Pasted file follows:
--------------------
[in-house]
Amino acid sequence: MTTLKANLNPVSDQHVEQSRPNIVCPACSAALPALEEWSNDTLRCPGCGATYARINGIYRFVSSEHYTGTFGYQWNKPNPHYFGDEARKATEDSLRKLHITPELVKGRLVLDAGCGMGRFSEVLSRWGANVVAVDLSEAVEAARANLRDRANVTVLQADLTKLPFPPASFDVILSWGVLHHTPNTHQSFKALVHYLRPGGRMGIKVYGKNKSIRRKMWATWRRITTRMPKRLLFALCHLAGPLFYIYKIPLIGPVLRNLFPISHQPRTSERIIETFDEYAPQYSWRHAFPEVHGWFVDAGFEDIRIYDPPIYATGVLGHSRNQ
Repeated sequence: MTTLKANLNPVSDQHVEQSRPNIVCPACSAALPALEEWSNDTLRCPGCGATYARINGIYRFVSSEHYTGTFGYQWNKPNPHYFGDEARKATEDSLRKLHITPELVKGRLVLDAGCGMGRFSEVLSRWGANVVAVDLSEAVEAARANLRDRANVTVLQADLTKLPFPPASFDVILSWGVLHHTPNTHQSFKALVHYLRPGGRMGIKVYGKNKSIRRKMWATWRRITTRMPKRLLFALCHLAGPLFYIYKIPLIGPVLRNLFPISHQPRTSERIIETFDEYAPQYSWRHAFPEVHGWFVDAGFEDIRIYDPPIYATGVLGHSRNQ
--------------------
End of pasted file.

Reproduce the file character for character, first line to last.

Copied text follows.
[in-house]
Amino acid sequence: MTTLKANLNPVSDQHVEQSRPNIVCPACSAALPALEEWSNDTLRCPGCGATYARINGIYRFVSSEHYTGTFGYQWNKPNPHYFGDEARKATEDSLRKLHITPELVKGRLVLDAGCGMGRFSEVLSRWGANVVAVDLSEAVEAARANLRDRANVTVLQADLTKLPFPPASFDVILSWGVLHHTPNTHQSFKALVHYLRPGGRMGIKVYGKNKSIRRKMWATWRRITTRMPKRLLFALCHLAGPLFYIYKIPLIGPVLRNLFPISHQPRTSERIIETFDEYAPQYSWRHAFPEVHGWFVDAGFEDIRIYDPPIYATGVLGHSRNQ
Repeated sequence: MTTLKANLNPVSDQHVEQSRPNIVCPACSAALPALEEWSNDTLRCPGCGATYARINGIYRFVSSEHYTGTFGYQWNKPNPHYFGDEARKATEDSLRKLHITPELVKGRLVLDAGCGMGRFSEVLSRWGANVVAVDLSEAVEAARANLRDRANVTVLQADLTKLPFPPASFDVILSWGVLHHTPNTHQSFKALVHYLRPGGRMGIKVYGKNKSIRRKMWATWRRITTRMPKRLLFALCHLAGPLFYIYKIPLIGPVLRNLFPISHQPRTSERIIETFDEYAPQYSWRHAFPEVHGWFVDAGFEDIRIYDPPIYATGVLGHSRNQ